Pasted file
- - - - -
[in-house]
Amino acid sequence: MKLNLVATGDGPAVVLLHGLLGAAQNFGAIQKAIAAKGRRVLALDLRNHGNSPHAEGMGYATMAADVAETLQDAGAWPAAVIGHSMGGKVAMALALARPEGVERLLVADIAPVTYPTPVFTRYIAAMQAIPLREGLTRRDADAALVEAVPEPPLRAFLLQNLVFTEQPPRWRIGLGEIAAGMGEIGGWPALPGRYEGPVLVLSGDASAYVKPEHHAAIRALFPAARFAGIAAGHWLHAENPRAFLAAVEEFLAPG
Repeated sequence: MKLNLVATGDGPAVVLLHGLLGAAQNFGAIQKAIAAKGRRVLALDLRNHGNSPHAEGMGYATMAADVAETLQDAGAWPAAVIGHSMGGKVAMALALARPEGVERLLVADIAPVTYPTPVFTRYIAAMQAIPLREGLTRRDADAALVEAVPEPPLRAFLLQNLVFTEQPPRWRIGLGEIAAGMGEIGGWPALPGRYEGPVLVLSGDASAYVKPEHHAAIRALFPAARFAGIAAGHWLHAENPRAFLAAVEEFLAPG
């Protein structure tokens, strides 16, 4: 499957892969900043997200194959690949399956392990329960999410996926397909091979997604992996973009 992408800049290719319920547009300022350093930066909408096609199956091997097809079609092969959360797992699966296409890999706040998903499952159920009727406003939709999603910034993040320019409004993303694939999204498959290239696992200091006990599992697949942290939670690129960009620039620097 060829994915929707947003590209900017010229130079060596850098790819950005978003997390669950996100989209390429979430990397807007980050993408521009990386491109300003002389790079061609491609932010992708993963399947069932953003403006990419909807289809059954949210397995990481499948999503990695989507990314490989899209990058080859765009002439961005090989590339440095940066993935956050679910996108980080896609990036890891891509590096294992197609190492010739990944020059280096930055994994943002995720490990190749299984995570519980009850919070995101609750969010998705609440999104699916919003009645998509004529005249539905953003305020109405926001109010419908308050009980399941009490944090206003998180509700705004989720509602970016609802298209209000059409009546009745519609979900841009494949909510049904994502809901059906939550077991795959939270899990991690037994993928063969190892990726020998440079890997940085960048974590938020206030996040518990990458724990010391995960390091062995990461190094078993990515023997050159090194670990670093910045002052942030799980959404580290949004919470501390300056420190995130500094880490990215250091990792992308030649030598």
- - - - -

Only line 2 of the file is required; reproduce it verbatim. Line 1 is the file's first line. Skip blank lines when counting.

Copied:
Amino acid sequence: MKLNLVATGDGPAVVLLHGLLGAAQNFGAIQKAIAAKGRRVLALDLRNHGNSPHAEGMGYATMAADVAETLQDAGAWPAAVIGHSMGGKVAMALALARPEGVERLLVADIAPVTYPTPVFTRYIAAMQAIPLREGLTRRDADAALVEAVPEPPLRAFLLQNLVFTEQPPRWRIGLGEIAAGMGEIGGWPALPGRYEGPVLVLSGDASAYVKPEHHAAIRALFPAARFAGIAAGHWLHAENPRAFLAAVEEFLAPG